‘Executive Power in the Age of Trump’ topic of UT law lecture Aug. 30

August 20, 2018 | Events, News, UToday, Law
By Diana Case

Saikrishna B. Prakash, the James Monroe Distinguished Professor of Law and the Paul G. Mahoney Research Professor of Law at the University of Virginia School of Law, will discuss presidential power as part of The University of Toledo College of Law’s Stranahan Lecture series.

His lecture, “Executive Power in the Age of Trump,” will be delivered Thursday, Aug. 30, at noon in the Law Center McQuade Auditorium.


Prakash will speak on the modern presidency and its ability to unilaterally alter the law it is supposed to faithfully execute. He will examine why modern executives claim the ability to alter constitutional and statutory law through the alchemy of repeated transgressions of existing law. He will argue this ability has contributed to President Trump’s dominant role in constitutional and statutory interpretation.

“Professor Prakash is at the heart of the debate over one of the pressing issues of our time — the power of the president,” said Lee J. Strang, John W. Stoepler Professor of Law & Values at the UT College of Law. “He is one of the nation’s most influential executive power scholars, and he is an engaging speaker. Professor Prakash’s lecture will focus on the expansion of presidential power and its implications for the future. His informed perspective is sure to provoke debate and conversation.”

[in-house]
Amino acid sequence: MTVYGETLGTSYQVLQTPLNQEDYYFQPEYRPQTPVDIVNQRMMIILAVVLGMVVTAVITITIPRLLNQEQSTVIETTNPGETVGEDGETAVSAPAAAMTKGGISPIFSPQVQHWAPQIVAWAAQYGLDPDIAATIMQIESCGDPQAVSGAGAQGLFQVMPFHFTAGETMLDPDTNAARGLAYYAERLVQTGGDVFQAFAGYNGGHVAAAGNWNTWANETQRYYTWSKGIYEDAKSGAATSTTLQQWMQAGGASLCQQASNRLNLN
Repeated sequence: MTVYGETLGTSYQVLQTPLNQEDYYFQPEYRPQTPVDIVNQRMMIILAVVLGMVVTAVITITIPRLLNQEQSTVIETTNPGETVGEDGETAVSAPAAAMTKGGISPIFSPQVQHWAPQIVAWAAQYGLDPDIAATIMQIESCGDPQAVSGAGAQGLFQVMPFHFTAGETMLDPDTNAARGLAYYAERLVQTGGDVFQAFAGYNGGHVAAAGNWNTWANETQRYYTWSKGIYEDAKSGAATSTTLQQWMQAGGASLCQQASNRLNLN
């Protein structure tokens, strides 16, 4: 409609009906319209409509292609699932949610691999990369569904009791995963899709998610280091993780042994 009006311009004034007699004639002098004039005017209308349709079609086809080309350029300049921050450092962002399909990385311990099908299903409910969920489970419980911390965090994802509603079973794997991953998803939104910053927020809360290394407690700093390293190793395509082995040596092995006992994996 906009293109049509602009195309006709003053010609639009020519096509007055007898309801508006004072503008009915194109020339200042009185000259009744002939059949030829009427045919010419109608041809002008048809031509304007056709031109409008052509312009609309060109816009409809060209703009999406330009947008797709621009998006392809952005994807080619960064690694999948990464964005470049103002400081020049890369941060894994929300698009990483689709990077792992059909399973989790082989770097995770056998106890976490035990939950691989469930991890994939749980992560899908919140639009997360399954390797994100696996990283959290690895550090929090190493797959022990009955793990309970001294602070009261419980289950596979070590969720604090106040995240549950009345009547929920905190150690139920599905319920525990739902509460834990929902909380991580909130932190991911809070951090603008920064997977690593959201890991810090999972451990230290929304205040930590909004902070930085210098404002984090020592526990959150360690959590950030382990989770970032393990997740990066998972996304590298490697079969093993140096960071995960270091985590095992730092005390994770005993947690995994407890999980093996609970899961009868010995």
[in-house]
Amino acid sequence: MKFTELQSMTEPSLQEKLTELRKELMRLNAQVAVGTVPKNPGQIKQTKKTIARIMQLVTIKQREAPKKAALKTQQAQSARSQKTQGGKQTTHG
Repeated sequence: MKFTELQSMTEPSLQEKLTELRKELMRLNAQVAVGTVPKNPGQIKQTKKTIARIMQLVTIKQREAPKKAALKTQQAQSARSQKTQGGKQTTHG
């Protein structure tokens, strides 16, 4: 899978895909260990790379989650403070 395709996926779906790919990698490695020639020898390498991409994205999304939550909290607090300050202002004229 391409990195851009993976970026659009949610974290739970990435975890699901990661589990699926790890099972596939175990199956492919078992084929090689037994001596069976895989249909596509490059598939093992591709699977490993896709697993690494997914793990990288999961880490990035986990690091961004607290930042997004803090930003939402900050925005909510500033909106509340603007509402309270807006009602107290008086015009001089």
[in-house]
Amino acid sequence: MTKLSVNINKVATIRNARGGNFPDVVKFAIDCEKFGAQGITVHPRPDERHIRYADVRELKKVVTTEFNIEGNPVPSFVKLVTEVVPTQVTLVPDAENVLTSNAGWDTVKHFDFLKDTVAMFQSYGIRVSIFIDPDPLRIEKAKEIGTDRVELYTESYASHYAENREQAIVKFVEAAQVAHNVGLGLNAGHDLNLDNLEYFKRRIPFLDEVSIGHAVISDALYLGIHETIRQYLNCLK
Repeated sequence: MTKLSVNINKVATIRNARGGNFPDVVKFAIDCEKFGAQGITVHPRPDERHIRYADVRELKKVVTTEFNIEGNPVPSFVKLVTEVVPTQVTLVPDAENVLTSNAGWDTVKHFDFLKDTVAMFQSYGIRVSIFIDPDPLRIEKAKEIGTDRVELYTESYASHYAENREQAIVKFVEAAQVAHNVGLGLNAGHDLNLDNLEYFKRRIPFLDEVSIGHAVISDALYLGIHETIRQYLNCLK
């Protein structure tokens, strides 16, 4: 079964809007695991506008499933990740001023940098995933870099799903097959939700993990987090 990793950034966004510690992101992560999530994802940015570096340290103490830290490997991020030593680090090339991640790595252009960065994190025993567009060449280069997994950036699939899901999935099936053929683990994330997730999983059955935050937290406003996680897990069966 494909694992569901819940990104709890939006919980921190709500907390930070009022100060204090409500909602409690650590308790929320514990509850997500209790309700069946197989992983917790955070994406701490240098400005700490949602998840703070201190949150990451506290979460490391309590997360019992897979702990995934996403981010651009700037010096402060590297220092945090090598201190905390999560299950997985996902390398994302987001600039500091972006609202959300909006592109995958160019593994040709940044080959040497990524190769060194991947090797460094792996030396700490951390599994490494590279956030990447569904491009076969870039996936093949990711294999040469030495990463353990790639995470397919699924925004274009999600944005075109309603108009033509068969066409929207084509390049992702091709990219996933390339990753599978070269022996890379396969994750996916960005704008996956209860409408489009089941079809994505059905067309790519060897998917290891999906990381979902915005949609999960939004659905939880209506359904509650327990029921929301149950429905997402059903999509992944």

The author of more than 60 articles, Prakash is a leading scholar of constitutional law and legal history. His recent publications include “50 States, 50 Attorneys General and 50 Approaches to the Duty to Defend” (Yale Law Journal, 2015), “The Imbecilic Executive” (Virginia Law Review, 2013), “The Sweeping Domestic War Powers of Congress” (Michigan Law Review, 2015), and Imperial From the Beginning: The Constitution of the Original Executive (Yale University Press, 2015).

Prakash teaches constitutional law, foreign relations law and presidential powers. He is a graduate of Stanford University and Yale Law School, and he clerked for Justice Clarence Thomas.

The free, public lecture is part of the Stranahan National Issues Forum and is sponsored by the College of Law and its chapter of the Federalist Society for Law and Public Policy Studies.

For more information, visit utoledo.edu/law/events/stranahan-lecture.html.

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